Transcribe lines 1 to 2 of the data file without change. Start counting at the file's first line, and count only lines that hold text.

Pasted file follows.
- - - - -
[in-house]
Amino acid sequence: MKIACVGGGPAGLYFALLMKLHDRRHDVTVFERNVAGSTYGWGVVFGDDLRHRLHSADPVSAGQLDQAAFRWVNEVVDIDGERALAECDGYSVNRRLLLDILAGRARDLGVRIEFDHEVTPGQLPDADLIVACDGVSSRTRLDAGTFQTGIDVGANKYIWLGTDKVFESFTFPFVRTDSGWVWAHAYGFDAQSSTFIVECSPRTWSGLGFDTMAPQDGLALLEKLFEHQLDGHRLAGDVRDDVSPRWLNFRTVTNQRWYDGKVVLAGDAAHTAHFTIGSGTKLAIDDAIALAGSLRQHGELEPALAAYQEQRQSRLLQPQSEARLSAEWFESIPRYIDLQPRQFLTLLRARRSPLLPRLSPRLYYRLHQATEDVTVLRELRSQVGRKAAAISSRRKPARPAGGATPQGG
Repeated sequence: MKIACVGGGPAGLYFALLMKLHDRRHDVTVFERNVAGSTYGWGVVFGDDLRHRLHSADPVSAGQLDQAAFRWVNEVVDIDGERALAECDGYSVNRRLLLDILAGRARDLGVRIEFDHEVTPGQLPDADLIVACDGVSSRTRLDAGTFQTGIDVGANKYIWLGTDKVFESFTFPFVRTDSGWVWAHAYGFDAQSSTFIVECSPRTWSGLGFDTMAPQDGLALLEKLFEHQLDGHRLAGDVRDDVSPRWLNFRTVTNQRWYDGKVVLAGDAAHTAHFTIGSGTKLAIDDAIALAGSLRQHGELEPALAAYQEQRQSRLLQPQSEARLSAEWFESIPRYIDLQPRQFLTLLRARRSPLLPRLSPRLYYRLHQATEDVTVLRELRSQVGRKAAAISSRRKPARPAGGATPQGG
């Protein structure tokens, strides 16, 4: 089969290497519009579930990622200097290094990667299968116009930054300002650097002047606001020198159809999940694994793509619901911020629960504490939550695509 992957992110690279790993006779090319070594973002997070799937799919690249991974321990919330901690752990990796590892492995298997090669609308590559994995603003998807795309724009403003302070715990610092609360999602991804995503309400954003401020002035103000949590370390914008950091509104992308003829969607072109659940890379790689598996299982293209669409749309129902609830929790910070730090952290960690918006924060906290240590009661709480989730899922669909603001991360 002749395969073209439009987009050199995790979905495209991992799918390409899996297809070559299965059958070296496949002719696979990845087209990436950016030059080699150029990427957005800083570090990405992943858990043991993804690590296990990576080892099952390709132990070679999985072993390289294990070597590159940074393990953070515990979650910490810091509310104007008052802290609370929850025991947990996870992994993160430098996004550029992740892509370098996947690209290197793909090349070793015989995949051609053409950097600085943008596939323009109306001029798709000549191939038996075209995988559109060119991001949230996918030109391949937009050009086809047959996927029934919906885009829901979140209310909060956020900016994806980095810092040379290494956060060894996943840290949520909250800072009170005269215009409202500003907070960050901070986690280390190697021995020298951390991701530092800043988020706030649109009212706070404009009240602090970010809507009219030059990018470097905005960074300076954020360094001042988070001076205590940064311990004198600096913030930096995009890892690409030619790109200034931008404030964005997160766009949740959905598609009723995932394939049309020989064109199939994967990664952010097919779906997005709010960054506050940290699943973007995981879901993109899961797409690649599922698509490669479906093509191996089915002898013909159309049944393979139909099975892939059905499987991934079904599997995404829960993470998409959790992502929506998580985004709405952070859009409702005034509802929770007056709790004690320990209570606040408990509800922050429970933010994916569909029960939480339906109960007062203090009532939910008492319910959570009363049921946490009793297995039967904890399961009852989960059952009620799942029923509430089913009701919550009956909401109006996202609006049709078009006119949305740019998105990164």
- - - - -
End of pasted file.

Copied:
[in-house]
Amino acid sequence: MKIACVGGGPAGLYFALLMKLHDRRHDVTVFERNVAGSTYGWGVVFGDDLRHRLHSADPVSAGQLDQAAFRWVNEVVDIDGERALAECDGYSVNRRLLLDILAGRARDLGVRIEFDHEVTPGQLPDADLIVACDGVSSRTRLDAGTFQTGIDVGANKYIWLGTDKVFESFTFPFVRTDSGWVWAHAYGFDAQSSTFIVECSPRTWSGLGFDTMAPQDGLALLEKLFEHQLDGHRLAGDVRDDVSPRWLNFRTVTNQRWYDGKVVLAGDAAHTAHFTIGSGTKLAIDDAIALAGSLRQHGELEPALAAYQEQRQSRLLQPQSEARLSAEWFESIPRYIDLQPRQFLTLLRARRSPLLPRLSPRLYYRLHQATEDVTVLRELRSQVGRKAAAISSRRKPARPAGGATPQGG